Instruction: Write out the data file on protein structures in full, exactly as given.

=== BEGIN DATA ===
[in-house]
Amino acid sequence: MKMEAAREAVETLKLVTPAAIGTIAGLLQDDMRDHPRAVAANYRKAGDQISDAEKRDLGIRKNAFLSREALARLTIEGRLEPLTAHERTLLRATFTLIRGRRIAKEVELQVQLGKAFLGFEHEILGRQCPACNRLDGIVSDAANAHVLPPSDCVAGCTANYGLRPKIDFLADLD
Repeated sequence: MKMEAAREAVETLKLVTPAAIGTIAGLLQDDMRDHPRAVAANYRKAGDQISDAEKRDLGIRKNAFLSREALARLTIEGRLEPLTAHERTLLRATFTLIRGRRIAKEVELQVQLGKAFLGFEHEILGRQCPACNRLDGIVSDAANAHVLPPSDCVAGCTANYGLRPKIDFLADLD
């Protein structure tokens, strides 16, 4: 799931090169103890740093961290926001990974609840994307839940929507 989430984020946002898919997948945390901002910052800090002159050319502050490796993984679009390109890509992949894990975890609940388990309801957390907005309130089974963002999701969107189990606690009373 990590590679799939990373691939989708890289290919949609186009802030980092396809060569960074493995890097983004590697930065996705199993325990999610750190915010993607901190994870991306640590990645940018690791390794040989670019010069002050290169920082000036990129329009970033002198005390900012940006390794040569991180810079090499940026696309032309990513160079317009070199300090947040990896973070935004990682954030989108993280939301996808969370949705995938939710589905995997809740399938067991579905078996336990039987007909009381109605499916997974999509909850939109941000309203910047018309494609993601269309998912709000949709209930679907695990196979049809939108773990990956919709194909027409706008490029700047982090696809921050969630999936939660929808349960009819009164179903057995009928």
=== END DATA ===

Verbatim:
[in-house]
Amino acid sequence: MKMEAAREAVETLKLVTPAAIGTIAGLLQDDMRDHPRAVAANYRKAGDQISDAEKRDLGIRKNAFLSREALARLTIEGRLEPLTAHERTLLRATFTLIRGRRIAKEVELQVQLGKAFLGFEHEILGRQCPACNRLDGIVSDAANAHVLPPSDCVAGCTANYGLRPKIDFLADLD
Repeated sequence: MKMEAAREAVETLKLVTPAAIGTIAGLLQDDMRDHPRAVAANYRKAGDQISDAEKRDLGIRKNAFLSREALARLTIEGRLEPLTAHERTLLRATFTLIRGRRIAKEVELQVQLGKAFLGFEHEILGRQCPACNRLDGIVSDAANAHVLPPSDCVAGCTANYGLRPKIDFLADLD
């Protein structure tokens, strides 16, 4: 799931090169103890740093961290926001990974609840994307839940929507 989430984020946002898919997948945390901002910052800090002159050319502050490796993984679009390109890509992949894990975890609940388990309801957390907005309130089974963002999701969107189990606690009373 990590590679799939990373691939989708890289290919949609186009802030980092396809060569960074493995890097983004590697930065996705199993325990999610750190915010993607901190994870991306640590990645940018690791390794040989670019010069002050290169920082000036990129329009970033002198005390900012940006390794040569991180810079090499940026696309032309990513160079317009070199300090947040990896973070935004990682954030989108993280939301996808969370949705995938939710589905995997809740399938067991579905078996336990039987007909009381109605499916997974999509909850939109941000309203910047018309494609993601269309998912709000949709209930679907695990196979049809939108773990990956919709194909027409706008490029700047982090696809921050969630999936939660929808349960009819009164179903057995009928």